Wisconsin debtors burned by illegal foreclosure proceedings may have been momentarily overjoyed that a $3.6 billion dollar settlement had been reached with several mortgage companies. However, that joy soon turned to disappointment when the sad reality sank in that after paying out to 4.2 million borrowers, the recovery was very minimal for most and offered little in terms of debt relief.
Federal banking regulators finally reached an agreement with several mortgage services for their illegal foreclosure proceedings that left many homeowners homeless and financially unstable. Some of the illegal foreclosure practices included foreclosing on active military servicemen, who are protected from foreclosure while on active duty, those not in default and those protected under bankruptcy to name a few. One couple whose property was wrongly foreclosed in the midst of a modification was excited to be a part of the settlement and was expecting anywhere from $6,000 to $125,000 but was disappointed when they received only $800 from the settlement. Some debtors are feeling violated by the system all over again as justice was not served in their eyes. Two thirds of the recipients received the lowest payout of $300, about 1,200 debtors got the highest amount of $125,000 and the remaining fell within a payout range of $400 to $7,500.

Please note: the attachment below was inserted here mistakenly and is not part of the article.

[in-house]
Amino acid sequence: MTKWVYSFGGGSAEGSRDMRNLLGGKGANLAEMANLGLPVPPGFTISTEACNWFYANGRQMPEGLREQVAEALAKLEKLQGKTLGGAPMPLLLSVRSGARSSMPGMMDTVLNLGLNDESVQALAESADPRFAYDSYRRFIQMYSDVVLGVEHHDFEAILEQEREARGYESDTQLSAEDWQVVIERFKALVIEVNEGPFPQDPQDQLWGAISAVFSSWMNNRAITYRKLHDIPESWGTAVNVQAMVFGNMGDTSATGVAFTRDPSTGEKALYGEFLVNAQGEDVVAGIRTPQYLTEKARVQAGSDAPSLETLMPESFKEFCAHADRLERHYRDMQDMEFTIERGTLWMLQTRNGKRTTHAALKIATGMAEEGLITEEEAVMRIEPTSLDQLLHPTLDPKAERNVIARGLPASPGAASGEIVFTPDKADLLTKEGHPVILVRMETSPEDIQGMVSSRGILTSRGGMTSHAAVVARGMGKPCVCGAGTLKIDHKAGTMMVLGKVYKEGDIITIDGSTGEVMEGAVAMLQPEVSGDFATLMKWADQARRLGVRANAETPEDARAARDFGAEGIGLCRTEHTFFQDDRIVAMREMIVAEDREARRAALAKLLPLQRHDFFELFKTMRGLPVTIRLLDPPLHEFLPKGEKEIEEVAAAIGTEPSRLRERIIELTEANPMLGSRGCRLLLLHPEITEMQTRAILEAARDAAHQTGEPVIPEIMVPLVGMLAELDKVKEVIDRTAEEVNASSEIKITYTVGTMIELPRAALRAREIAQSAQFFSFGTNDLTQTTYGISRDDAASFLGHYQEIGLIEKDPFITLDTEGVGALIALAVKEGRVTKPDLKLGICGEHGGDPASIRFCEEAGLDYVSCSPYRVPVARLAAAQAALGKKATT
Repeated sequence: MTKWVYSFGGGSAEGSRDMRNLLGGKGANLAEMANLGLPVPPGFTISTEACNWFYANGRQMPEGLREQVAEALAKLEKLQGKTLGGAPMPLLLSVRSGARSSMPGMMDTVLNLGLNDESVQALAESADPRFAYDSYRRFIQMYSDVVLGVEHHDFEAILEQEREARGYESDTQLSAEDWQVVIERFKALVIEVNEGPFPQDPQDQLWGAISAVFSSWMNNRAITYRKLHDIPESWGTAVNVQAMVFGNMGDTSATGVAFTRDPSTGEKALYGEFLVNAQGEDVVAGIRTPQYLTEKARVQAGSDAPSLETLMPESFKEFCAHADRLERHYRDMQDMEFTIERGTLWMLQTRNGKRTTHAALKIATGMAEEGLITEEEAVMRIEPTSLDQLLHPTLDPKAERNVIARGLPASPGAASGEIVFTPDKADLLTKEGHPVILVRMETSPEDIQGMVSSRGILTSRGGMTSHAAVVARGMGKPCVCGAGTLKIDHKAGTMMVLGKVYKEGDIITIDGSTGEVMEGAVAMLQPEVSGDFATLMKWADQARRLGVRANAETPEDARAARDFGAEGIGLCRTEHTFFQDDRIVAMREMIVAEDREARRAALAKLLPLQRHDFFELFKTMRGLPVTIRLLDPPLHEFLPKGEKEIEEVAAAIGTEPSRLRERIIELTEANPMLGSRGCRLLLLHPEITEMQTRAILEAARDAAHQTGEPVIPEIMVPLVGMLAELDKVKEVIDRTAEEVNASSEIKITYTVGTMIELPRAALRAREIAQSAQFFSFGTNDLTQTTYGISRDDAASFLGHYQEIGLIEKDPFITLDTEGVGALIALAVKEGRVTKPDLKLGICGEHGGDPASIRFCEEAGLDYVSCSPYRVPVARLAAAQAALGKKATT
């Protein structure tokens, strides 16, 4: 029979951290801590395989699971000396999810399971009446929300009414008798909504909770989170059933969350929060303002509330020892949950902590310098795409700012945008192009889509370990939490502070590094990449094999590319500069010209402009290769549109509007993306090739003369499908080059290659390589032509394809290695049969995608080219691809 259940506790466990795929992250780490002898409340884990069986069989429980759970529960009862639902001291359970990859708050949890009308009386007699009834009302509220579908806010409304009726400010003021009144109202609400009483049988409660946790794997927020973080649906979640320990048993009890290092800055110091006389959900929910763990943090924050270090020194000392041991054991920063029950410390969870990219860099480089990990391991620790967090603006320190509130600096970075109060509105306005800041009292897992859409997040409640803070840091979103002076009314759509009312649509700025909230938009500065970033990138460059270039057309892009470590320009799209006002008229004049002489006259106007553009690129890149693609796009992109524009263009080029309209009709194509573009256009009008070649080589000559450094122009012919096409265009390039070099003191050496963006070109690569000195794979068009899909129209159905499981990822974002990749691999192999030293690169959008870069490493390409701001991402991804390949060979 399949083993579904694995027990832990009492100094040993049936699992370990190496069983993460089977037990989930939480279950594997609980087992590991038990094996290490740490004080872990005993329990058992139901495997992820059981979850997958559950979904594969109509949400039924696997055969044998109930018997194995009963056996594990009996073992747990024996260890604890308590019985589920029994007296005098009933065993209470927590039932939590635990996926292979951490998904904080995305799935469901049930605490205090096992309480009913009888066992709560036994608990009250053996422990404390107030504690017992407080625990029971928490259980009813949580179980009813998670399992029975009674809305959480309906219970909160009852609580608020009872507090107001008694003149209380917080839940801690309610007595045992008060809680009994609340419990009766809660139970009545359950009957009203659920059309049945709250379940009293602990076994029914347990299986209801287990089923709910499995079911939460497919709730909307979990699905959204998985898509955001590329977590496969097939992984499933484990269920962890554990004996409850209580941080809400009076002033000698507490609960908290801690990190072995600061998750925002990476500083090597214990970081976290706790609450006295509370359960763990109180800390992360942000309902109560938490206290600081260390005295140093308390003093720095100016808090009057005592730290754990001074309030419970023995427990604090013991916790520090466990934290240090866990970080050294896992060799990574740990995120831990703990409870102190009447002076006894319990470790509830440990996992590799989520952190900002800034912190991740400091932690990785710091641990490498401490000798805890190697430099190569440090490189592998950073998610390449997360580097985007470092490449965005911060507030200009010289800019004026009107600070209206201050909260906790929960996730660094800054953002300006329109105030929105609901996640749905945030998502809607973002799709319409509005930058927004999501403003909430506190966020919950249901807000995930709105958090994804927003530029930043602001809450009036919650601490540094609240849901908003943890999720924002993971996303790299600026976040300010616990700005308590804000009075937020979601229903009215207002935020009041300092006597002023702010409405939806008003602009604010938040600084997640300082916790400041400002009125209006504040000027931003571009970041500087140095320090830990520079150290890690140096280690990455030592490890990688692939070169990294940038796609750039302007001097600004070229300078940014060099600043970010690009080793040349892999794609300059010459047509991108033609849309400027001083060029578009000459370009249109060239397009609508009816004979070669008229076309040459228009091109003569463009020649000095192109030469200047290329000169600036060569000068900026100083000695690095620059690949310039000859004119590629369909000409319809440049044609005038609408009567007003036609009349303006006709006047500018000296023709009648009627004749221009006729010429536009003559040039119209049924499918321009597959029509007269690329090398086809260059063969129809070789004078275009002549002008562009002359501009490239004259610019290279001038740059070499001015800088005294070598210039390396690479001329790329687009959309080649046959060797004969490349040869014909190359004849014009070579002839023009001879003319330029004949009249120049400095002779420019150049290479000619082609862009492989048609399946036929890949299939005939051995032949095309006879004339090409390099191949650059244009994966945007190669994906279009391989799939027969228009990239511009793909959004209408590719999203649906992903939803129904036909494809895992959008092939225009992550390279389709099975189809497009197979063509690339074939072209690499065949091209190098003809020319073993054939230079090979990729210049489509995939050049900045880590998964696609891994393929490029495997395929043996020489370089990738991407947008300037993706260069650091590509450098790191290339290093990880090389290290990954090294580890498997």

Foreclosed debtors struggling with financial challenges can still have hope of debt relief in spite of the minimal payout from the mortgage settlement. That hope is bankruptcy. Without a house to protect, most foreclosed debtors may opt for filing a Chapter 7 bankruptcy instead of a Chapter 13 bankruptcy. A Chapter 7 bankruptcy allows debtors to eliminate debt as opposed to a Chapter 13 that allows debtors to do a repayment plan on their debts. Under a Chapter 7 however, a debtor must meet certain income limitations for eligibility to file. Additionally, under a Chapter 7, debts can be eliminated within 60 to 90 days but under a Chapter 13, a repayment plan can extend the bankruptcy for several years until the plan is paid off.
Wisconsin foreclosed debtors who did not receive the debt relief they were expecting from the national mortgage settlement and even those facing general financial challenges can file bankruptcy as a viable means of debt relief. Whether a Chapter 7 or a Chapter 13 filing is right for individual debtors is a decision that should be made with that individual and a bankruptcy specialist.
Source: USA Today, “Foreclosure settlement a billion dollar bust,” Julie Schmit, July 25, 2013